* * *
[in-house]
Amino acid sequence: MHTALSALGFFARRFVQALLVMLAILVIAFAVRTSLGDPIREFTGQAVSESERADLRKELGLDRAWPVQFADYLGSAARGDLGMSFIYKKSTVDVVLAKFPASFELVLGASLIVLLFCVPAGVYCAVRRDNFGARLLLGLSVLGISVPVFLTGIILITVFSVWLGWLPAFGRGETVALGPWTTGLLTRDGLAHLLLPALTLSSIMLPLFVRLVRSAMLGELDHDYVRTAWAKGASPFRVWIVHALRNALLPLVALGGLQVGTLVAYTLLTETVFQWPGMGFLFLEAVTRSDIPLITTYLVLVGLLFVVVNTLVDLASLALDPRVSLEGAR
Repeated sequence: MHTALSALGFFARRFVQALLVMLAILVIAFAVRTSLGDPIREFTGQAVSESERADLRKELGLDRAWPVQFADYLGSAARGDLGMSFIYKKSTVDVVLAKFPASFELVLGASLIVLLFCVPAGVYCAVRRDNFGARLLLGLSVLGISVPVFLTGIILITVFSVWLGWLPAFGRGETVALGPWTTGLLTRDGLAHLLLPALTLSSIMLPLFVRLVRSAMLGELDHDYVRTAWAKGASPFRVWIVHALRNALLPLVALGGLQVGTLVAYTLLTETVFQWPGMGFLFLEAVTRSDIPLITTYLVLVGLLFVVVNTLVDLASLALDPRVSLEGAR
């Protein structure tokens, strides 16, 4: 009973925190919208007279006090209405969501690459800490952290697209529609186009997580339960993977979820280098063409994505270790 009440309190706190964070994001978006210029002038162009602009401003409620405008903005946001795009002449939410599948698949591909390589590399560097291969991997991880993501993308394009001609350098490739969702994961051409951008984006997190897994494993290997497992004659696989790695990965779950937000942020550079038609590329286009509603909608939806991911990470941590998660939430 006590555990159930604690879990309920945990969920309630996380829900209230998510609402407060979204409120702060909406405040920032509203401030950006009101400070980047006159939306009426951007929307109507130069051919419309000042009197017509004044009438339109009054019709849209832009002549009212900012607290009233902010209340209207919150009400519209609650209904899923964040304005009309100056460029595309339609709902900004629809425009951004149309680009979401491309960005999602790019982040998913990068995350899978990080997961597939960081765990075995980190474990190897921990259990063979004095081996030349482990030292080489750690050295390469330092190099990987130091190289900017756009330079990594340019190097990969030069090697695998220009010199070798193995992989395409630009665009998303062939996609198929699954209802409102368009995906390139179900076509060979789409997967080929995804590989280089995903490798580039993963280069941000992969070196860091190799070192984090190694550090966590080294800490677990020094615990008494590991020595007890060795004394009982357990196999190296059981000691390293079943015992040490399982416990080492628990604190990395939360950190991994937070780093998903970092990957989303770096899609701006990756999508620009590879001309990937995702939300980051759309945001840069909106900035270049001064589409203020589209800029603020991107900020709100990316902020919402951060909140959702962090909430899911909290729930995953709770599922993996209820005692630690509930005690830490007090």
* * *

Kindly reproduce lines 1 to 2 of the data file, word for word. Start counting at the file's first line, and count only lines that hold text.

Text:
[in-house]
Amino acid sequence: MHTALSALGFFARRFVQALLVMLAILVIAFAVRTSLGDPIREFTGQAVSESERADLRKELGLDRAWPVQFADYLGSAARGDLGMSFIYKKSTVDVVLAKFPASFELVLGASLIVLLFCVPAGVYCAVRRDNFGARLLLGLSVLGISVPVFLTGIILITVFSVWLGWLPAFGRGETVALGPWTTGLLTRDGLAHLLLPALTLSSIMLPLFVRLVRSAMLGELDHDYVRTAWAKGASPFRVWIVHALRNALLPLVALGGLQVGTLVAYTLLTETVFQWPGMGFLFLEAVTRSDIPLITTYLVLVGLLFVVVNTLVDLASLALDPRVSLEGAR